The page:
This, of course, will not convince the hardened hearts of stalwart Creationists who reject evolution regardless of the evidence, but it does educate those willing to accept the evidence that over time the apparent gaps in the evidence are being filled.
              I think I still disagree. Paleontology is using evidence of the one path followed as an illustration of the principles, just as a bridge hand illustrates the game without altering the rules of play. Paleontological discoveries do not support or confirm the theory. They illustrate the theory. However, I'll agree somewhat with Jonathandavid that even with a full-fledged theory, all of the ramifications are not obvious. Punctuated equilibrium and the related notions of the importance of isolated and local speciation events, do emerge from the stochastics of population dynamics, but the actual observations can inform the explanation as much as a good explanation can predict observations.

              I'm concerned that we not blur too much the distinction between the fact of evolution (it happens) and the theory of evolution (the mechanics producing the fact).

              Comment


              • #8
                Originally posted by phank View Post
                I think I still disagree. Paleontology is using evidence of the one path followed as an illustration of the principles, just as a bridge hand illustrates the game without altering the rules of play. Paleontological discoveries do not support or confirm the theory. They illustrate the theory. However, I'll agree somewhat with Jonathandavid that even with a full-fledged theory, all of the ramifications are not obvious. Punctuated equilibrium and the related notions of the importance of isolated and local speciation events, do emerge from the stochastics of population dynamics, but the actual observations can inform the explanation as much as a good explanation can predict observations.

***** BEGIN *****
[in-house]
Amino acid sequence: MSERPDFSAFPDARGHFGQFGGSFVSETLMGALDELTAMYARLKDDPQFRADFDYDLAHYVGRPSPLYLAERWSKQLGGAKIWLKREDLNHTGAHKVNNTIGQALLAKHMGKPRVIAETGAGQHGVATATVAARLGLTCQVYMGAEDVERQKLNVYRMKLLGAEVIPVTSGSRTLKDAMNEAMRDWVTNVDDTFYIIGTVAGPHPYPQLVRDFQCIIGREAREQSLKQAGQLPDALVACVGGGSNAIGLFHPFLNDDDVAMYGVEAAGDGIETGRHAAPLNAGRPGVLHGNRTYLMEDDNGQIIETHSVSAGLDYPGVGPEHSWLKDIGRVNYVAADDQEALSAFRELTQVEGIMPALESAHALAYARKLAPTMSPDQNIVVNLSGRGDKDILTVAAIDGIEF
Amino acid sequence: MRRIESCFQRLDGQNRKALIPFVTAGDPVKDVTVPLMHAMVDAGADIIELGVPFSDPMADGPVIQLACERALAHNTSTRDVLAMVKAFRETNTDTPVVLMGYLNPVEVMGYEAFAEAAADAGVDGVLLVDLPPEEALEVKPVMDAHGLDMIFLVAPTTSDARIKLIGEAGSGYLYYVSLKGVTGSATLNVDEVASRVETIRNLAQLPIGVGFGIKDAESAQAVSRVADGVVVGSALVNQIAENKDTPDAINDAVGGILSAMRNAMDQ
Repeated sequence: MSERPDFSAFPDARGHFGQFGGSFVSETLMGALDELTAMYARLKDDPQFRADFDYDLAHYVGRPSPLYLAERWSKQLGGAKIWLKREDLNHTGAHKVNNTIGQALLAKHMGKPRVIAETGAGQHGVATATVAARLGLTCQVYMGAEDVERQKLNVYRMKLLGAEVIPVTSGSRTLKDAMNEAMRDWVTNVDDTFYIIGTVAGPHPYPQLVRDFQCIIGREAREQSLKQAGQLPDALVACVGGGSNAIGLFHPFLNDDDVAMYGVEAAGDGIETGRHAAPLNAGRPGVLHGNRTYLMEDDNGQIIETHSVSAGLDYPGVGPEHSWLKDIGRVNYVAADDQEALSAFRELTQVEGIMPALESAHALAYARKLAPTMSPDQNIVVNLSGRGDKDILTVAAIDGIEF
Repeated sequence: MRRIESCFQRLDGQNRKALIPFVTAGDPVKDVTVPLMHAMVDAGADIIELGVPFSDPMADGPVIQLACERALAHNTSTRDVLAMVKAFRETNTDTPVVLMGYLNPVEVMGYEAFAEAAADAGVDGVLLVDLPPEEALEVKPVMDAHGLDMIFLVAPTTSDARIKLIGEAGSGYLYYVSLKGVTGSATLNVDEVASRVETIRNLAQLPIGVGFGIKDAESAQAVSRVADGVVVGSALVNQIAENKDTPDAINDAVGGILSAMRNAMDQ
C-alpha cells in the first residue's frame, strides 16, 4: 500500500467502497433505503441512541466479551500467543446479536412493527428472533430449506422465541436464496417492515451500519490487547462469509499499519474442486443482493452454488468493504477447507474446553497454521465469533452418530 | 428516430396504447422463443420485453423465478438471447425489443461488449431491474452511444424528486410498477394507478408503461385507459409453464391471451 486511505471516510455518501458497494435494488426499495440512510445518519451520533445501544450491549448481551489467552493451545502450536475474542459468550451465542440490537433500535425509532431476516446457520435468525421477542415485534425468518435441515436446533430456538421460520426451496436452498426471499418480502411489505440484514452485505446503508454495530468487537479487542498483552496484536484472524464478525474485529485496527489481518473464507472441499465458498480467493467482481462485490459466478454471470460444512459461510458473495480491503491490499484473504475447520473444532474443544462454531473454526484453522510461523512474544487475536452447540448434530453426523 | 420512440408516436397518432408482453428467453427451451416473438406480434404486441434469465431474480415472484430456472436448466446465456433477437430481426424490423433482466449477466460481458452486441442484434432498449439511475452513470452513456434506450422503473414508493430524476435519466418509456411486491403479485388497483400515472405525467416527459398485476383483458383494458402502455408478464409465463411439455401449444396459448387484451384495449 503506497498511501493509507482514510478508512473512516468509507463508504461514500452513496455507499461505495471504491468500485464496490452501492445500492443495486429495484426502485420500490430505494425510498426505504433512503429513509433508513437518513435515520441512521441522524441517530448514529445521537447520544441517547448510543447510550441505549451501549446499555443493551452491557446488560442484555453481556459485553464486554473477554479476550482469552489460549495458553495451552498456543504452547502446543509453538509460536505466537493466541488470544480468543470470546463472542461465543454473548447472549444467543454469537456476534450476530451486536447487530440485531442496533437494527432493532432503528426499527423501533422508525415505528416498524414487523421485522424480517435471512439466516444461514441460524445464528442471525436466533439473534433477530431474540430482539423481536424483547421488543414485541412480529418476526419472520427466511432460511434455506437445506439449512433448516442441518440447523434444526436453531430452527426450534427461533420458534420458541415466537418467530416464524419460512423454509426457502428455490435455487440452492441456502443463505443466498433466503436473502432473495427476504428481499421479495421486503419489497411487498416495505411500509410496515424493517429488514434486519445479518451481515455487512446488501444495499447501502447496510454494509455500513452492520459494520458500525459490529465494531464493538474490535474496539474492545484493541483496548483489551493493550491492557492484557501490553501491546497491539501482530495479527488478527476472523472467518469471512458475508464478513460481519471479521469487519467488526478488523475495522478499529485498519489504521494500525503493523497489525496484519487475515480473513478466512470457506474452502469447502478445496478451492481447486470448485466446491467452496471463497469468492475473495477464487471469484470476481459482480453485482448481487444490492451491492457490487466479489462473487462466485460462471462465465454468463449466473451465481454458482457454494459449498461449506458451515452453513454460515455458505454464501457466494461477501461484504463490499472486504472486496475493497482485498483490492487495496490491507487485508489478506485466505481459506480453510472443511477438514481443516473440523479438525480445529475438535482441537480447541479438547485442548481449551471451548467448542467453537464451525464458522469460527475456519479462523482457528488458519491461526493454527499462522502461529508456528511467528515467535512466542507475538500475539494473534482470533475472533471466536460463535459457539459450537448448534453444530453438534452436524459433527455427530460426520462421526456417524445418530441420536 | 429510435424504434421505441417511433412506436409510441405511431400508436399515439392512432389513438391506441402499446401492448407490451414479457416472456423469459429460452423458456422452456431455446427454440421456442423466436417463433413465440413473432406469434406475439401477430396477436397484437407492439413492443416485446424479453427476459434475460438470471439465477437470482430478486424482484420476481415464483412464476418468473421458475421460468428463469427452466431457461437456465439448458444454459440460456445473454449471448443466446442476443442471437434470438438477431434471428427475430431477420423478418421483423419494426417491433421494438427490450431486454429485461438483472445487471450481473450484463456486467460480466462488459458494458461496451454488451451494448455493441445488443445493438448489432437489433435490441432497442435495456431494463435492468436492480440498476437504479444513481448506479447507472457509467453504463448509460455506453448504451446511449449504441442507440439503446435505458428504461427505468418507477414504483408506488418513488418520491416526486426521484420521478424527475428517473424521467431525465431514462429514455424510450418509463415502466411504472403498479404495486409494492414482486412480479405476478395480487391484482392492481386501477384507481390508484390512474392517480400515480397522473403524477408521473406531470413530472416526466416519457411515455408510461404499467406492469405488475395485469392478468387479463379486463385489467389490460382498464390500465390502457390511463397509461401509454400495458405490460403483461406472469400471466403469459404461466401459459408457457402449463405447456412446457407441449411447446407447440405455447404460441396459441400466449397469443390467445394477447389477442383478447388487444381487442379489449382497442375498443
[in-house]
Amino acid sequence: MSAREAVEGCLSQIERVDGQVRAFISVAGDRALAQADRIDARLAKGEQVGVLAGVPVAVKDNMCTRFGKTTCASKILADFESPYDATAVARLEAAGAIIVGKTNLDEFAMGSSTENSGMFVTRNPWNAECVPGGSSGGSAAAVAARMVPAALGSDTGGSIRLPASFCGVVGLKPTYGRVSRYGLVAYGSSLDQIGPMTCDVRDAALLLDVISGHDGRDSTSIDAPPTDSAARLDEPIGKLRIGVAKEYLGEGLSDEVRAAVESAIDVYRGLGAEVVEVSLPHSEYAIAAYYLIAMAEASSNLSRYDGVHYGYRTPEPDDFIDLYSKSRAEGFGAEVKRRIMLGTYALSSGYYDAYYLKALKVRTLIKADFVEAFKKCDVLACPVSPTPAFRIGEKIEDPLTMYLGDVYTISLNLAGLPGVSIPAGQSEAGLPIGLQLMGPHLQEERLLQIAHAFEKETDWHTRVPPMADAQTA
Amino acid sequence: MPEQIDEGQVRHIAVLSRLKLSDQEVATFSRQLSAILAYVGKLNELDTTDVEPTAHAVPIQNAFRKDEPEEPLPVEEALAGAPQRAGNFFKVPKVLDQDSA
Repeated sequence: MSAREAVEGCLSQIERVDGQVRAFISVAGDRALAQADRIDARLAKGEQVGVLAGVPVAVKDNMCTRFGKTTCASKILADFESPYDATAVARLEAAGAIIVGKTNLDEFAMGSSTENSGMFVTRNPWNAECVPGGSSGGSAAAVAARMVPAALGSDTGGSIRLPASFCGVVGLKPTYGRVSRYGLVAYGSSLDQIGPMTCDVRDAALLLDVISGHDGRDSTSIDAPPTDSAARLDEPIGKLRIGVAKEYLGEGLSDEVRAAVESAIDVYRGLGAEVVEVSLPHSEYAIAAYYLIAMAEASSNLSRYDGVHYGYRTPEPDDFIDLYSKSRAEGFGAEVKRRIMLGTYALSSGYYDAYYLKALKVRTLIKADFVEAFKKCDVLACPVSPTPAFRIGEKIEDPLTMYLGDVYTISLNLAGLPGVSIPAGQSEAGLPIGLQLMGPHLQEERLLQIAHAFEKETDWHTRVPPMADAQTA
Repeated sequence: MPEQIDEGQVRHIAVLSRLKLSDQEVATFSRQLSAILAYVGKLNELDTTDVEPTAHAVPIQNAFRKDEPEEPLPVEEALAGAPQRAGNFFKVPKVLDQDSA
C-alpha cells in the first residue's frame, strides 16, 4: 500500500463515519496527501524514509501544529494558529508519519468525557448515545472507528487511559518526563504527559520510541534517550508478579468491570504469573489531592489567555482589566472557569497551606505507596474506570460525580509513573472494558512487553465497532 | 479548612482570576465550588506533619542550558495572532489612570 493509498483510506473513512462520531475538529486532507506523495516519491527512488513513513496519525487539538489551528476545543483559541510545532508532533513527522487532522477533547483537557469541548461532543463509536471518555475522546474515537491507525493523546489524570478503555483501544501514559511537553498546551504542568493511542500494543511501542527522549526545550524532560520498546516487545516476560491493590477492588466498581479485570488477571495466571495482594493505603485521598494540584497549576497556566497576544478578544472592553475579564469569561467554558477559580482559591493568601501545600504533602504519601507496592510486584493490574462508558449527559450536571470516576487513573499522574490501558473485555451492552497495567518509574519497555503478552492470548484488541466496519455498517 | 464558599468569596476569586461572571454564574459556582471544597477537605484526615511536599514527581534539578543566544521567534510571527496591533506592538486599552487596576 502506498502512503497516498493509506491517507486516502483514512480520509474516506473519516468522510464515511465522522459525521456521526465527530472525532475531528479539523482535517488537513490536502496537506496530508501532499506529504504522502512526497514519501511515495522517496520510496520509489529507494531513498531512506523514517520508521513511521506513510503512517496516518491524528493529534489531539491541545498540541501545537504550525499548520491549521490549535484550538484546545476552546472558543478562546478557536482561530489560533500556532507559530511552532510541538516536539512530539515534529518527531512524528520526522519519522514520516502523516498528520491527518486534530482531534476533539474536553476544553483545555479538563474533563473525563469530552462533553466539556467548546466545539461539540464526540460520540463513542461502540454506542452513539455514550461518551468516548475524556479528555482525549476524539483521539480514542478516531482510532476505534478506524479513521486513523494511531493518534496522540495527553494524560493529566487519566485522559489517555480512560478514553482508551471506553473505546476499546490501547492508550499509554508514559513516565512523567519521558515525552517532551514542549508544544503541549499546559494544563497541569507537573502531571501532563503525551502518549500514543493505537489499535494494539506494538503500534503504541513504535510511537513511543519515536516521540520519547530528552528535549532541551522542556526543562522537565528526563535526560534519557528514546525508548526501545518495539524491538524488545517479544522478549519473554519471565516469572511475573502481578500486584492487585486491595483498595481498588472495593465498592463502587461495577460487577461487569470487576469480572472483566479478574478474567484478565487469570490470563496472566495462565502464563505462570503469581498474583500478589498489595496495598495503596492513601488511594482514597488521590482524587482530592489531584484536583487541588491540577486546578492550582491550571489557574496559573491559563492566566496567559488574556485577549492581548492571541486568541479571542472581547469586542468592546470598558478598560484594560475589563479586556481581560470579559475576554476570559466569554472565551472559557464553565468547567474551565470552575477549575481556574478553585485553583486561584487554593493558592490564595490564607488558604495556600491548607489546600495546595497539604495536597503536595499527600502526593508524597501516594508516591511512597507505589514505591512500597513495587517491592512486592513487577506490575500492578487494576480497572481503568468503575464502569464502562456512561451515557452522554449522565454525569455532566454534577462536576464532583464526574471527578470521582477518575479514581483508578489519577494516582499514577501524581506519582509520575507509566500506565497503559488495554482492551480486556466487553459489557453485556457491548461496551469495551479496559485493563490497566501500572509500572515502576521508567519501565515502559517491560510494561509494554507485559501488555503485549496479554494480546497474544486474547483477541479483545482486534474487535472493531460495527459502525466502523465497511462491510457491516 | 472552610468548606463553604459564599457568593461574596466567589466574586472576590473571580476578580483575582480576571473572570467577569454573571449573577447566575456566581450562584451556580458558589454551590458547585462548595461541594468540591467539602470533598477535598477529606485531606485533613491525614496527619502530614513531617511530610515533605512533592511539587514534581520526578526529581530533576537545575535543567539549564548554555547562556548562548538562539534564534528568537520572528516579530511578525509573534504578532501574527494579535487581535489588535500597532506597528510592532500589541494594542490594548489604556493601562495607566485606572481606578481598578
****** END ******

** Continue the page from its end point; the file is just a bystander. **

I'm concerned that we not blur too much the distinction between the fact of evolution (it happens) and the theory of evolution (the mechanics producing the fact).
                Disagree, all the discoveries and research is not in paleontology. Biology, particularly genetics, contribute a great deal of discoveries and research in support of evolution.
                Glendower: I can call spirits from the vasty deep.
                Hotspur: Why, so can I, or so can any man;
                But will they come when you do call for them? Shakespeare’s Henry IV, Part 1, Act III:

                go with the flow the river knows . . .

                Frank

                I do not know, therefore everything is in pencil.

                Comment


                • #9
                  Originally posted by shunyadragon View Post
                  Disagree, all the discoveries and research is not in paleontology. Biology, particularly genetics, contribute a great deal of discoveries and research in support of evolution.
                  Disagree with what, exactly? Biology, and particularly genetics, tell us the mechanisms. Paleontology shows us one example of what those mechanisms produced. Not that a case study is necessarily useless in helping us to see and understand underlying principles.

                  Comment


                  • #10
                    phank

                    This thread does make the distinction between the theory or the fact of evolution. It is titled simply about the discovers and advancements that support evolution.
                    Glendower: I can call spirits from the vasty deep.
                    Hotspur: Why, so can I, or so can any man;
                    But will they come when you do call for them? Shakespeare’s Henry IV, Part 1, Act III: